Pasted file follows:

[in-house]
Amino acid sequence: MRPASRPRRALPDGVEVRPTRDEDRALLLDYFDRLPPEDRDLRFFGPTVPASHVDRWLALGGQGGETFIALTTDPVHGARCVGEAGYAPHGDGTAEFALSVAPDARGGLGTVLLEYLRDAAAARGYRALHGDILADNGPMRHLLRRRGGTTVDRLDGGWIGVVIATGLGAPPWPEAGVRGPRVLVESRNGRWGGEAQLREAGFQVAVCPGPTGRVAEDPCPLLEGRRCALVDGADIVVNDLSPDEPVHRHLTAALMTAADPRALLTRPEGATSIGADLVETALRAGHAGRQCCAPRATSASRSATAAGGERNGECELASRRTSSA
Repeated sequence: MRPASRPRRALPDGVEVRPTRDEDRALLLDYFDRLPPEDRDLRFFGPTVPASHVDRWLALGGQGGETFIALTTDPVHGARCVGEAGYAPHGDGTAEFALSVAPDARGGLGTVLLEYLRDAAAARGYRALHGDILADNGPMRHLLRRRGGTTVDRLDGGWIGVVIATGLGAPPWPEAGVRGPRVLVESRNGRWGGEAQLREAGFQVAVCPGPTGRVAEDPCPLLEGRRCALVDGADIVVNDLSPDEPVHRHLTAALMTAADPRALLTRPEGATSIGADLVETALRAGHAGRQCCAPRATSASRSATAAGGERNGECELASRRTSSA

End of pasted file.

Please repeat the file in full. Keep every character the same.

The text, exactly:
[in-house]
Amino acid sequence: MRPASRPRRALPDGVEVRPTRDEDRALLLDYFDRLPPEDRDLRFFGPTVPASHVDRWLALGGQGGETFIALTTDPVHGARCVGEAGYAPHGDGTAEFALSVAPDARGGLGTVLLEYLRDAAAARGYRALHGDILADNGPMRHLLRRRGGTTVDRLDGGWIGVVIATGLGAPPWPEAGVRGPRVLVESRNGRWGGEAQLREAGFQVAVCPGPTGRVAEDPCPLLEGRRCALVDGADIVVNDLSPDEPVHRHLTAALMTAADPRALLTRPEGATSIGADLVETALRAGHAGRQCCAPRATSASRSATAAGGERNGECELASRRTSSA
Repeated sequence: MRPASRPRRALPDGVEVRPTRDEDRALLLDYFDRLPPEDRDLRFFGPTVPASHVDRWLALGGQGGETFIALTTDPVHGARCVGEAGYAPHGDGTAEFALSVAPDARGGLGTVLLEYLRDAAAARGYRALHGDILADNGPMRHLLRRRGGTTVDRLDGGWIGVVIATGLGAPPWPEAGVRGPRVLVESRNGRWGGEAQLREAGFQVAVCPGPTGRVAEDPCPLLEGRRCALVDGADIVVNDLSPDEPVHRHLTAALMTAADPRALLTRPEGATSIGADLVETALRAGHAGRQCCAPRATSASRSATAAGGERNGECELASRRTSSA